Music and Art Monday February 27th

Almost didn’t get one this week. We spent three days driving from VA to FL. THREE DAYS!

So, that was a lot of time to listen to music. This week I will recommend some driving music:

Franz Ferdinand by Franz Ferdinand

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This album doesn’t have any bad songs to drive to, just a constant beat of awesome. It helps that the lead singer sings in pretty much exactly my range.

Record in A Bag by Hollerado

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Another band I discovered in a truck in Idaho. A good mix of upbeat and slow stuff to keep you wide awake.

Sugar Man by Yolanda Be Cool

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Really anything by Yolanda Be Cool is good to drive to, but this remix of Rodriguez’s Sugar Man is the best in my opinion. Second best is Soul Mokossa (Money).

Stay Gold by First Aid Kit

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It’s hard to choose between this and The Lion’s Roar but this has more of a road trip feel right off the bat with “My Silver Lining”.

An Awesome Wave by alt-J

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Sometimes you just need something musically complex to keep you alert on the road. This album has enough ups and downs and strange sounds to keep any brain wondering where it’s going next.

Hope you enjoy these!

No art this week. I did not sit still long enough to browse through anything. O.O

 

 

Music and Art Monday: January 30

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After The Bath (Acrylic on Paper). My very first painting, and probably my best.

Welcome to “Music and Art Monday”, the posts where I distract myself from heavy and/or dull topics and write something actually interesting. 

In these posts I hope to focus on one band or painter a week and tell you a bit about what I like about them.

This week I’ll discuss a bit of my background with music and next week with art.

Music has always been playing in the background of my life. Growing up my parents always had music on in the car or at home. There was rock (Elvis to be precise), the Statler Brothers, New Orleans jazz, soul, 80’s country (Oak Ridge Boys etc), the Monkeys, Herman’s Hermits, and other oldies. The first concert I remember attending was a country concert though I could not tell you who.

When I got my first tiny transistor radio at five or six years of age I kept it tuned to the local oldies station every time I was in my bedroom. I gained a great love for Motown and Mersey Beat bands. Pretty much any pop song from the 50’s to the early 70’s could be heard in my room at that time.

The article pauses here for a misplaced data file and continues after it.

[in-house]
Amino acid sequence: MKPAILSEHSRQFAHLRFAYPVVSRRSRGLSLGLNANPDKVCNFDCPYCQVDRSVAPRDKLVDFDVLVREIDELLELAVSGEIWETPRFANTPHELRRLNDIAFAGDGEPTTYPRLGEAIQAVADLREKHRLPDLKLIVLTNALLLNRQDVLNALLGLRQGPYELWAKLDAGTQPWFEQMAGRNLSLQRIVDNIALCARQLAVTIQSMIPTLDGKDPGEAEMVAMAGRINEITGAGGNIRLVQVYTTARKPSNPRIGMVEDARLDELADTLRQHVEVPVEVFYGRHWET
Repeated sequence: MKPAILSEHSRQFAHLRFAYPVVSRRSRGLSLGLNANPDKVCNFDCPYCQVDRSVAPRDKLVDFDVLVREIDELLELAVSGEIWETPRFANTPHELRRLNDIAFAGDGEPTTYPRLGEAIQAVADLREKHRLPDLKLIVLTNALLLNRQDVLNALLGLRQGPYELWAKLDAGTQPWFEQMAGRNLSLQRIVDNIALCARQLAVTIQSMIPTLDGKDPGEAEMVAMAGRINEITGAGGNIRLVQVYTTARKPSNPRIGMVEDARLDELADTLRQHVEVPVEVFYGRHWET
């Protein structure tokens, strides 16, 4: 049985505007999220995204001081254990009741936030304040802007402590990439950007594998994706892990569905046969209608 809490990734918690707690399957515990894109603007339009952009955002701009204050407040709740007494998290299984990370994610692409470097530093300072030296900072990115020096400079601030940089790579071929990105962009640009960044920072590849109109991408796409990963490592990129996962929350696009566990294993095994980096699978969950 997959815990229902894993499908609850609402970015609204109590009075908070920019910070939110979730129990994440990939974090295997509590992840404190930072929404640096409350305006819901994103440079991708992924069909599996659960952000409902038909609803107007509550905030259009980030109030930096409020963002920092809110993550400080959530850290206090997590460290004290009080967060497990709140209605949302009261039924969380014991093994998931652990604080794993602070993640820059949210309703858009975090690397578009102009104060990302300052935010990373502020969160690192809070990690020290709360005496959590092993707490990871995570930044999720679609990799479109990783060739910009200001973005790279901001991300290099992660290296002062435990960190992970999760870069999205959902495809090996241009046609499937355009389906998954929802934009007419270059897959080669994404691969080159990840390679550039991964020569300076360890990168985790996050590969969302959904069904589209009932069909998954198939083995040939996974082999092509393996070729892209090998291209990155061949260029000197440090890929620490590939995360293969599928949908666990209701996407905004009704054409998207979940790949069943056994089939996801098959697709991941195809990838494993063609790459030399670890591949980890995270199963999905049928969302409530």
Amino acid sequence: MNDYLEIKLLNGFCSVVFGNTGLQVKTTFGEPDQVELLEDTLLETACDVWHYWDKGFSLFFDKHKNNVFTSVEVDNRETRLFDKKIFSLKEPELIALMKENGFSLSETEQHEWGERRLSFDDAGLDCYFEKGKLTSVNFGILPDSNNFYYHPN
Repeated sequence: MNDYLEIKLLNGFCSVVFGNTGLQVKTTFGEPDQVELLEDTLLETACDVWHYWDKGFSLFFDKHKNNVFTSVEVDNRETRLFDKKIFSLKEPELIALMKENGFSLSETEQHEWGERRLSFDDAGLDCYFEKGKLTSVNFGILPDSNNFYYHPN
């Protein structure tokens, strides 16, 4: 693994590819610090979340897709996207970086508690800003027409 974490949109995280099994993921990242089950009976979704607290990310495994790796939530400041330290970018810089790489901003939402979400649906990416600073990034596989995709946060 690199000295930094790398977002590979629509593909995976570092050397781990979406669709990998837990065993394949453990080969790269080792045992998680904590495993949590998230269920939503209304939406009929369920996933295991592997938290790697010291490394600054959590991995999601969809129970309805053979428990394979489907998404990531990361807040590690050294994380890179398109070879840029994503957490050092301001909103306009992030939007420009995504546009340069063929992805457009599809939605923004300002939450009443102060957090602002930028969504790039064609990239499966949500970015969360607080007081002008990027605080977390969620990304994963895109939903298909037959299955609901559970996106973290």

When I wasn’t listening to my own radio I was listening to whatever my siblings had on. 80’s hair bands like Def Leppard, Metallica, and Bon Jovi, pop stuff like New Kids on The Block, and early pop rap like M. C. Hammer and Vanilla Ice were always on.  All the 90’s music phases went through our house. This was back when MTV played actual music, and along with most of the songs I have a pretty clear memory of most of the videos. 

At some point in the decade, my sister got really into hippie music, with a huge emphasis on The Beatles, Hendrix, Janis Joplin, and Jefferson Airplane. 

Around the age of 12, I got really philosophical and started listening to Jewel and Bob Dylan because: poetry. I bought my first two cds around that age, “Beatles For Sale” and Jewel’s “Pieces of You”. Chumbawumba’s “Tubthumper” was the third. I played each one until the laser burned holes in them (not really, but I am sure my parents had quite enough of “You Will Save Your Soul). 

I amassed quite a collection of vinyl in my early teen years. Cheap thrift store selections meant that nothing was off limits. Stemming from my love of Jewelry and Dylan, much of what I bought at the time was folk. My friend dragged me to a John Prine concert and afterwards I had to buy every album I could find of his. 

Around the time I discovered girls I was introduced to David Bowie, Pink Floyd, and Alice Cooper. I’d listen to just about anything to impress girls, those three actually stuck. 

Most of high school was spent listening to Cake, Led Zeppelin, and David Bowie ad nauseum at my friend’s house. There are innumerable singles that also have a special place in my heart from that time. 

In college I discovered free sampler CDs at the local record store and just like my earlier experience with thrift store vinyl everything from rock to pop to rap and folk were blasting through my ears for those four years. 

Ever since then, my musical tastes are all over the place. From all of these roots I have not found a genre that I did not like at least something from. Thanks to Weird Al I can even add polka to that list. Hopefully this broad interest will keep me supplied with many posts in the future. Maybe I can even get some of you to listen to the more obscure bands that only I seem to listen to.

Then I won’t feel so weird.